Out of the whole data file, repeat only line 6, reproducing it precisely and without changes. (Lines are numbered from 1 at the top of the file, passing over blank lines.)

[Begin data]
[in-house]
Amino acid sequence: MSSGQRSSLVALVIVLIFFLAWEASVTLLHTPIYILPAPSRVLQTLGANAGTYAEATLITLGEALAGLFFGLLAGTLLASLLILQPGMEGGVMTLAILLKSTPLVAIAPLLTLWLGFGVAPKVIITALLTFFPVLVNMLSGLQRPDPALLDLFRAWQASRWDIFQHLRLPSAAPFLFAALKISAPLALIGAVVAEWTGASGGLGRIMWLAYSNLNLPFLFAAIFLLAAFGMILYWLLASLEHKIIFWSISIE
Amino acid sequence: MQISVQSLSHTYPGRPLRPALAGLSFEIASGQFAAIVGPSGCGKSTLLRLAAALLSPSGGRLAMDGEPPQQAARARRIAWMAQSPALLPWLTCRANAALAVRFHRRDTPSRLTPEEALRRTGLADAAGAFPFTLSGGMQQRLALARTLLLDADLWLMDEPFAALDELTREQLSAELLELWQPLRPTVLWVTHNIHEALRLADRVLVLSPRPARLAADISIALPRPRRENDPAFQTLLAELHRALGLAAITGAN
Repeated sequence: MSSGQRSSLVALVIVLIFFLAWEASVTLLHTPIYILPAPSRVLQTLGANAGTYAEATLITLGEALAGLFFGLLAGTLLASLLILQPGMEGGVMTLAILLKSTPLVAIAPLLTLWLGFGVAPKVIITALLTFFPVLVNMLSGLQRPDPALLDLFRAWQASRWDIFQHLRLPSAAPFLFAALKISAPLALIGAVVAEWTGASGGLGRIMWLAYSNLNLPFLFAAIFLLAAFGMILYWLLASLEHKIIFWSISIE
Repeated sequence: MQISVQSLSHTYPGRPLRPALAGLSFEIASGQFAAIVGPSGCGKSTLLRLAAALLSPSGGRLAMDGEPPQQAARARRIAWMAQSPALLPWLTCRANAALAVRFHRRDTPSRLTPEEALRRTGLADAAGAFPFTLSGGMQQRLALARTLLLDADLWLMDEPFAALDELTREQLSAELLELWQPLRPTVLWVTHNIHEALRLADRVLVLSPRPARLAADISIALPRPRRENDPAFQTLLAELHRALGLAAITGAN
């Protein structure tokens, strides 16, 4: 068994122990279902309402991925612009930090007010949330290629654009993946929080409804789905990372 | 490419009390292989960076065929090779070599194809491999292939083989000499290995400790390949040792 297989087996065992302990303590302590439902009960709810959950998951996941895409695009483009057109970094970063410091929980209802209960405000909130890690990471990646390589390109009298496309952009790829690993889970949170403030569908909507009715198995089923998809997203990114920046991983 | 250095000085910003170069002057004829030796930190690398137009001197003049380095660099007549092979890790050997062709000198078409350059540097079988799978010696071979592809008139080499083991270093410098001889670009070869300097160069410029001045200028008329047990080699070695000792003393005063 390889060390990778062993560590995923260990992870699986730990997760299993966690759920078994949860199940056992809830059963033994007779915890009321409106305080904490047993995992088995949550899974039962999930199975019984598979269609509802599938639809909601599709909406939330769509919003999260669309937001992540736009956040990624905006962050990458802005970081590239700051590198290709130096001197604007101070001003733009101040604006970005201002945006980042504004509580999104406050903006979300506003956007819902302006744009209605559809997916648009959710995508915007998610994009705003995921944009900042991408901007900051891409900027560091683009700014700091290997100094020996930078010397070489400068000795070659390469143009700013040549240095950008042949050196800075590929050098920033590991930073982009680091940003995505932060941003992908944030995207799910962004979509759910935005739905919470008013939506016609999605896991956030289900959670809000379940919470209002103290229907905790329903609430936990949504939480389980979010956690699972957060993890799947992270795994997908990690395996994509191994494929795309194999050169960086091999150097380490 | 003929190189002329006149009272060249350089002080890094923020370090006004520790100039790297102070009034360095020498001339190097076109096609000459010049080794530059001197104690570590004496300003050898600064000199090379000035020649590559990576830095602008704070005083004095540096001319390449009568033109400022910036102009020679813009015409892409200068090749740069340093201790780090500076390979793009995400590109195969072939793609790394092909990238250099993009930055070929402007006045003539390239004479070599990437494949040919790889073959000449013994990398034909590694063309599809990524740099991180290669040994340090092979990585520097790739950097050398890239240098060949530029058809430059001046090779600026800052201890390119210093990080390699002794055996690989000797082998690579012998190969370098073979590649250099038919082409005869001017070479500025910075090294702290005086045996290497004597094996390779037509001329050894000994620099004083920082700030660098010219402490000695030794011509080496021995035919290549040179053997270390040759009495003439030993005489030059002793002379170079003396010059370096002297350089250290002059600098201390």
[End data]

């Protein structure tokens, strides 16, 4: 068994122990279902309402991925612009930090007010949330290629654009993946929080409804789905990372 | 490419009390292989960076065929090779070599194809491999292939083989000499290995400790390949040792 297989087996065992302990303590302590439902009960709810959950998951996941895409695009483009057109970094970063410091929980209802209960405000909130890690990471990646390589390109009298496309952009790829690993889970949170403030569908909507009715198995089923998809997203990114920046991983 | 250095000085910003170069002057004829030796930190690398137009001197003049380095660099007549092979890790050997062709000198078409350059540097079988799978010696071979592809008139080499083991270093410098001889670009070869300097160069410029001045200028008329047990080699070695000792003393005063 390889060390990778062993560590995923260990992870699986730990997760299993966690759920078994949860199940056992809830059963033994007779915890009321409106305080904490047993995992088995949550899974039962999930199975019984598979269609509802599938639809909601599709909406939330769509919003999260669309937001992540736009956040990624905006962050990458802005970081590239700051590198290709130096001197604007101070001003733009101040604006970005201002945006980042504004509580999104406050903006979300506003956007819902302006744009209605559809997916648009959710995508915007998610994009705003995921944009900042991408901007900051891409900027560091683009700014700091290997100094020996930078010397070489400068000795070659390469143009700013040549240095950008042949050196800075590929050098920033590991930073982009680091940003995505932060941003992908944030995207799910962004979509759910935005739905919470008013939506016609999605896991956030289900959670809000379940919470209002103290229907905790329903609430936990949504939480389980979010956690699972957060993890799947992270795994997908990690395996994509191994494929795309194999050169960086091999150097380490 | 003929190189002329006149009272060249350089002080890094923020370090006004520790100039790297102070009034360095020498001339190097076109096609000459010049080794530059001197104690570590004496300003050898600064000199090379000035020649590559990576830095602008704070005083004095540096001319390449009568033109400022910036102009020679813009015409892409200068090749740069340093201790780090500076390979793009995400590109195969072939793609790394092909990238250099993009930055070929402007006045003539390239004479070599990437494949040919790889073959000449013994990398034909590694063309599809990524740099991180290669040994340090092979990585520097790739950097050398890239240098060949530029058809430059001046090779600026800052201890390119210093990080390699002794055996690989000797082998690579012998190969370098073979590649250099038919082409005869001017070479500025910075090294702290005086045996290497004597094996390779037509001329050894000994620099004083920082700030660098010219402490000695030794011509080496021995035919290549040179053997270390040759009495003439030993005489030059002793002379170079003396010059370096002297350089250290002059600098201390």